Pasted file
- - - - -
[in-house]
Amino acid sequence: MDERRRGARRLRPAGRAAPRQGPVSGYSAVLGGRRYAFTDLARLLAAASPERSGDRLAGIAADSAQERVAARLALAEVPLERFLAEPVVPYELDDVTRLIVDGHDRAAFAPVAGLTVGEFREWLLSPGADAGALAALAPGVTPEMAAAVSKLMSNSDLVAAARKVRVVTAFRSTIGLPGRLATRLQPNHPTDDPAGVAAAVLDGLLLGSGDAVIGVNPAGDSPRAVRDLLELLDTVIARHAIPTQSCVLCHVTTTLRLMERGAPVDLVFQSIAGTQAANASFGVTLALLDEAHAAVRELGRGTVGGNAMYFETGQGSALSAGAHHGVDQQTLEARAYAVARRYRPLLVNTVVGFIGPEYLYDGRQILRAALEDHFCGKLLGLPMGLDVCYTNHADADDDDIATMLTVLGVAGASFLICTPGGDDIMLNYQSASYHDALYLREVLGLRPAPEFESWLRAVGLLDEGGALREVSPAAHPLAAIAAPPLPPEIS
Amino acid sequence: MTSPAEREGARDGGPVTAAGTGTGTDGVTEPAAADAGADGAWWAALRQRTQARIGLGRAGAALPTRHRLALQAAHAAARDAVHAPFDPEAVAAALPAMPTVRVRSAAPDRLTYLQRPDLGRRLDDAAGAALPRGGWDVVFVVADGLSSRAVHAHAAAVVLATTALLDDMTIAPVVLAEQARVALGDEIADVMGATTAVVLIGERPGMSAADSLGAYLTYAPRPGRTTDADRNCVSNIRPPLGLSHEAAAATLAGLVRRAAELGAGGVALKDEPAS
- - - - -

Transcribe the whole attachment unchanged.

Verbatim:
[in-house]
Amino acid sequence: MDERRRGARRLRPAGRAAPRQGPVSGYSAVLGGRRYAFTDLARLLAAASPERSGDRLAGIAADSAQERVAARLALAEVPLERFLAEPVVPYELDDVTRLIVDGHDRAAFAPVAGLTVGEFREWLLSPGADAGALAALAPGVTPEMAAAVSKLMSNSDLVAAARKVRVVTAFRSTIGLPGRLATRLQPNHPTDDPAGVAAAVLDGLLLGSGDAVIGVNPAGDSPRAVRDLLELLDTVIARHAIPTQSCVLCHVTTTLRLMERGAPVDLVFQSIAGTQAANASFGVTLALLDEAHAAVRELGRGTVGGNAMYFETGQGSALSAGAHHGVDQQTLEARAYAVARRYRPLLVNTVVGFIGPEYLYDGRQILRAALEDHFCGKLLGLPMGLDVCYTNHADADDDDIATMLTVLGVAGASFLICTPGGDDIMLNYQSASYHDALYLREVLGLRPAPEFESWLRAVGLLDEGGALREVSPAAHPLAAIAAPPLPPEIS
Amino acid sequence: MTSPAEREGARDGGPVTAAGTGTGTDGVTEPAAADAGADGAWWAALRQRTQARIGLGRAGAALPTRHRLALQAAHAAARDAVHAPFDPEAVAAALPAMPTVRVRSAAPDRLTYLQRPDLGRRLDDAAGAALPRGGWDVVFVVADGLSSRAVHAHAAAVVLATTALLDDMTIAPVVLAEQARVALGDEIADVMGATTAVVLIGERPGMSAADSLGAYLTYAPRPGRTTDADRNCVSNIRPPLGLSHEAAAATLAGLVRRAAELGAGGVALKDEPAS